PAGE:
The handwriting recognition system operates over two levels, which may be configured by the user: (1) a word-level recognition, whereby the entire set of user entered time ordered stroke sequences are recognized as a single unit in the manner described above, and (2) a parser-level recognition, whereby the set of user entered time ordered strokes are segmented and examined in segment groups for individual character or character sequence level recognition. The word-level recognition may be used with entire words, abbreviations, custom shorthands, and pictographic characters such as Japanese Kanji or Chinese. The parser-level recognition is used only with alphabetic writing systems, and not with pictographic systems such as is found in Japanese or Chinese. In addition, the parser-level recognition is used to recognize words that have not been trained with text/pattern pairs in the user specific sample recognition data-base. The parser-level recognition recognizes individual characters or character sequences within a word. It does so by searching the user specific sample recognition data-base over stroke segment groups in the same manner as the word-level recognizer searches the user specific sample recognition data-base with entire stroke groups. All pertinent permutations and combinations of stroke segments, derived from the user entered time ordered stroke sequences, are examined in this way by the parser to build the recognized word from recognized characters or character sequences. The handwriting recognition system offers the user an interface that allows him/her to train the recognition data-base on individual characters or character sequences in the context of complete words.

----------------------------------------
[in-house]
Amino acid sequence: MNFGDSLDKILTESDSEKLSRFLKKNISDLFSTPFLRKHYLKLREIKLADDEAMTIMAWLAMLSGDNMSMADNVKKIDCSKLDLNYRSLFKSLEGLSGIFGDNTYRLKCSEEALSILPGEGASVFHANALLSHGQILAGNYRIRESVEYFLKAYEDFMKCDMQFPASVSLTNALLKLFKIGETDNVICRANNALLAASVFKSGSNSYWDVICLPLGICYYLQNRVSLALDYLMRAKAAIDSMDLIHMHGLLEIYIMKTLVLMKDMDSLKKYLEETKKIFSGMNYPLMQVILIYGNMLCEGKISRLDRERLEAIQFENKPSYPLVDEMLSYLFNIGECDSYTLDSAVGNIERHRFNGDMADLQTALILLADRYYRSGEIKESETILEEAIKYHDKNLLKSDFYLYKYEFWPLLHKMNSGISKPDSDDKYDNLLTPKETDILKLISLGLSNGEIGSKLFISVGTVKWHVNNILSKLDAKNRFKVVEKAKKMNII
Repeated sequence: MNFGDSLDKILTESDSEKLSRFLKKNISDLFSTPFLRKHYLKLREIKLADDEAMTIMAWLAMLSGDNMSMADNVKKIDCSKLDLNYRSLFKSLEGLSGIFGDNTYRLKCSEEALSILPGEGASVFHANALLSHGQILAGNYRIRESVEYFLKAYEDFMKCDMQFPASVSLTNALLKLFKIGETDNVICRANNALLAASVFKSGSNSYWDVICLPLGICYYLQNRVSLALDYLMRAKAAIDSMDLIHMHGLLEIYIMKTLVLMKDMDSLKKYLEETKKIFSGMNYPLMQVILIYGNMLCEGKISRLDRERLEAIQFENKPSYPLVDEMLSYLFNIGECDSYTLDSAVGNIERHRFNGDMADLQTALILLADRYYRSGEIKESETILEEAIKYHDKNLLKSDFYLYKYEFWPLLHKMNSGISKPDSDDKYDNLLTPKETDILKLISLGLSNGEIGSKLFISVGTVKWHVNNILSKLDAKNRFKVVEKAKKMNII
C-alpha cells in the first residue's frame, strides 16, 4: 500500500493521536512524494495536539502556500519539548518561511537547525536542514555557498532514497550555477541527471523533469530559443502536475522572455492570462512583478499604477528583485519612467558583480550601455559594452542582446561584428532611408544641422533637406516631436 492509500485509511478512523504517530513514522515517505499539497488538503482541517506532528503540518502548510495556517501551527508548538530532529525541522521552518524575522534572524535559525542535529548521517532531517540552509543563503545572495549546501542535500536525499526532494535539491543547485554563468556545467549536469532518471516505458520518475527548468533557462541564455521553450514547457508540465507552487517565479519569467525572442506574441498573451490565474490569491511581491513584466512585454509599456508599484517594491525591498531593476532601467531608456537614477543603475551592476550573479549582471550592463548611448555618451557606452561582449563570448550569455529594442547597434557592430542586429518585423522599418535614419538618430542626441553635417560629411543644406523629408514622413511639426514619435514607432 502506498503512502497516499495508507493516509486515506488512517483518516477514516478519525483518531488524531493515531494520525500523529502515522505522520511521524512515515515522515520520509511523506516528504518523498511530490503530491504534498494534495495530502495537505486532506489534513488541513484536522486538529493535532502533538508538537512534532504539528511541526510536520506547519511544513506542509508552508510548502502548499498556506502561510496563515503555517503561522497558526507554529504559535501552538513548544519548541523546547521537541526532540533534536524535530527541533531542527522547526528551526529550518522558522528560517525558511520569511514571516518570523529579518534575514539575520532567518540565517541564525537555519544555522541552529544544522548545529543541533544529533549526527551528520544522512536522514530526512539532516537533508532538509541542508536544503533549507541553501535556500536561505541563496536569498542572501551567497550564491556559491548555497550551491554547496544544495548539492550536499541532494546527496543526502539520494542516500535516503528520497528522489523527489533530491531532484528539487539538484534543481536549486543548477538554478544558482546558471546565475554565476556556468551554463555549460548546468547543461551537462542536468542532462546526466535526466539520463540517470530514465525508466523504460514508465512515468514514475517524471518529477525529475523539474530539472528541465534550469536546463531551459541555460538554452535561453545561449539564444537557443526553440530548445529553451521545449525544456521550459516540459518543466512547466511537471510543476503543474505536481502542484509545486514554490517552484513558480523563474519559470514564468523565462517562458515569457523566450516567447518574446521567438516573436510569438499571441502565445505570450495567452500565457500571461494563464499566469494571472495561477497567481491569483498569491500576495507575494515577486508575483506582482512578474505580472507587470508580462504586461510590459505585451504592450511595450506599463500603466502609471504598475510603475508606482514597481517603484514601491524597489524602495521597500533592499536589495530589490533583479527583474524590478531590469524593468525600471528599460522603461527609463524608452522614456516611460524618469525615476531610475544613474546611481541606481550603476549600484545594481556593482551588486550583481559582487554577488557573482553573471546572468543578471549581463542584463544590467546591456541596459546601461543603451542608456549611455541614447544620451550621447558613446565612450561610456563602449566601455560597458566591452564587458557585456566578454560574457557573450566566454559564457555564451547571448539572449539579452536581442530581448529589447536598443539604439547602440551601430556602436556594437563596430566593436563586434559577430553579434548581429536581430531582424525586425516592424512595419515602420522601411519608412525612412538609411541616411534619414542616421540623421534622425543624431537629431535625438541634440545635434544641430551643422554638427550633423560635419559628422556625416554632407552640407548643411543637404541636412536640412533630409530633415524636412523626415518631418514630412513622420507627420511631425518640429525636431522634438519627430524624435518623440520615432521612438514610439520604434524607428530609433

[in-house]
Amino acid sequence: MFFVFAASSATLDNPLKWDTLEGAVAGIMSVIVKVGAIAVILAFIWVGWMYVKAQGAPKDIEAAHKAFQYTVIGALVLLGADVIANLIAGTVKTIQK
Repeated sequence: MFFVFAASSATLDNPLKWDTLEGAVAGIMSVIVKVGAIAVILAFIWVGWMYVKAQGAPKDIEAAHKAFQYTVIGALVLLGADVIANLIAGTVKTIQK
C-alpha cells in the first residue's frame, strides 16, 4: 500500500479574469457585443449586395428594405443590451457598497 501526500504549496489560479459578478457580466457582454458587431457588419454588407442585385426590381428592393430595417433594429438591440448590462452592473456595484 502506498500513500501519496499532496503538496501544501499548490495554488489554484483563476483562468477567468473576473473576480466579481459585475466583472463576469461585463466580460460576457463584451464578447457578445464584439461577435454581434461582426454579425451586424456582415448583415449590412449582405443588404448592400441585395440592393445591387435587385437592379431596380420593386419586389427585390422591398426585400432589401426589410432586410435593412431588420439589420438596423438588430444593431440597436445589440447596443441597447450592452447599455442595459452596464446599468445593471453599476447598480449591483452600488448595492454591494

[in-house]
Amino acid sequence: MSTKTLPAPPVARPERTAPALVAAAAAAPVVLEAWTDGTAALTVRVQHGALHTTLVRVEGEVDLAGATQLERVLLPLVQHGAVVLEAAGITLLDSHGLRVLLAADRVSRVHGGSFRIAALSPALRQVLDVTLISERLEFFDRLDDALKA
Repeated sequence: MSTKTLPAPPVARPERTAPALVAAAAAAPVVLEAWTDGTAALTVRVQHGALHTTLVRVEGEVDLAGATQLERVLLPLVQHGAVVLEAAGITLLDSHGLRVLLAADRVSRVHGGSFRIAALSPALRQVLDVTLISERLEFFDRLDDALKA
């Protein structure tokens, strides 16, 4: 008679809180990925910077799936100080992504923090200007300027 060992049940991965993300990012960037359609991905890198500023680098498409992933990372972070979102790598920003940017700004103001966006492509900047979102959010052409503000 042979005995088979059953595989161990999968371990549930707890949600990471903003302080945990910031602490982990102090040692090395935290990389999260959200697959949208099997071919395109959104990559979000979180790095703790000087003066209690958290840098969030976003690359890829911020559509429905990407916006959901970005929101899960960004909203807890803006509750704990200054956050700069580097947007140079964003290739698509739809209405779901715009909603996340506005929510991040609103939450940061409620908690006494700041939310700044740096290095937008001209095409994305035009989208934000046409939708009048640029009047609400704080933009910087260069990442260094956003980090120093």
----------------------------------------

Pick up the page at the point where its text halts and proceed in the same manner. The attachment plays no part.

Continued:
The indexing information of a data pair in the user specific sample recognition data-base consists of (1) the number of strokes in the time ordered stroke sequences, and (2) the number of stroke inflection points (used for stroke segmentation) located within each stroke. This indexing of the subsequent time ordered stroke sequence features allows for rapid binary searching of the user specific sample recognition data-base. A stroke inflection point is found as a significant bend in the stroke, or as a top or bottom location in the stroke, or as a baseline crossing point in the stroke. The features of a data pair in the user specific sample recognition data-base consist of: (1) the relative total time duration taken by the user to write the stroke sequences saved if the user has set a timing switch for signature verification, (2) the relative word bottom location, measured along the vertical from the calculated base line of the word as a function of the user-set inter-line spacing, (3) the relative word height measured as a function of the user-set inter-line spacing, (4) the total word aspect ratio, measured as a function of the word height over the diagonal of the word bounding box, and (5) features for each stroke in the user entered time ordered stroke sequence. These stroke features, recorded in the chronological ordering of each stroke, include: (1) the stroke's average moment, (2) the stroke's aspect ratio, measured as a function of the height of the stroke divided by the length of the stroke, with special exceptions for dot, vertical line, and horizontal line, (3) the stroke's beginning and ending timing marks relative to the total word tinting, saved if the user has set a timing switch for signature verification, (4) the stroke's beginning and ending coordinates relative to the total word with interpolations for dot, vertical line, and horizontal line, (5) features associated with each inflection point in the stroke, (6) the relative time duration from the last located inflection point (or from the stroke's beginning point, if the stroke has no inflection points) to the end of the stroke, (7) the relative stroke end-point x-coordinate from the last located inflection point (or from the stroke's beginning x-coordinate, if the stroke has no inflection points) with interpolations for dot, horizontal line, and vertical line, and (8) the relative x and y curvatures calculated from the stroke's last inflection point (or from the stroke's beginning point, if the stroke has no inflection points) to the stroke's end point. This curvature is a function of the difference between the average of the coordinate points over the specified stroke segment and the midpoint of the stroke segment for the given coordinate. The features associated with each stroke inflection point include: (1) the relative distance traveled along the stroke from the stroke's beginning point to the current stroke inflection point, (2) the relative x-coordinate overlap between the two stroke segments formed from the current inflection point to the previous inflection point (or the stroke starting point, if there is no previous inflection point) and from the current inflection point to the next inflection point (or the stroke ending point, if the stroke has no next inflection point), (3) the inflection point's relative x-coordinate, measured in relation to the previous inflection point's x-coordinate (or stroke's starting point x-coordinate, if the stroke has no previous inflection point), (4) the inflection point's relative x-coordinate, measured in relation to the entire stroke, (5) the inflection point's relative y-coordinate measured in relation to the entire stroke, (6 ) the x and y curvatures measured from the current stroke's inflection point to the previous stroke's inflection point (or stroke's starting point, if them is no previous inflection point); this curvature is a function of the difference between the average of the coordinate points over the specified stroke segment and the midpoint of the stroke segment for the given coordinate, and (7) the relative inflection point's timing mark measured in relation to the previous inflection point's timing mark (or the stroke's starting point timing mark, if there is no previous inflection point), saved if the user has set a timing switch for signature verification.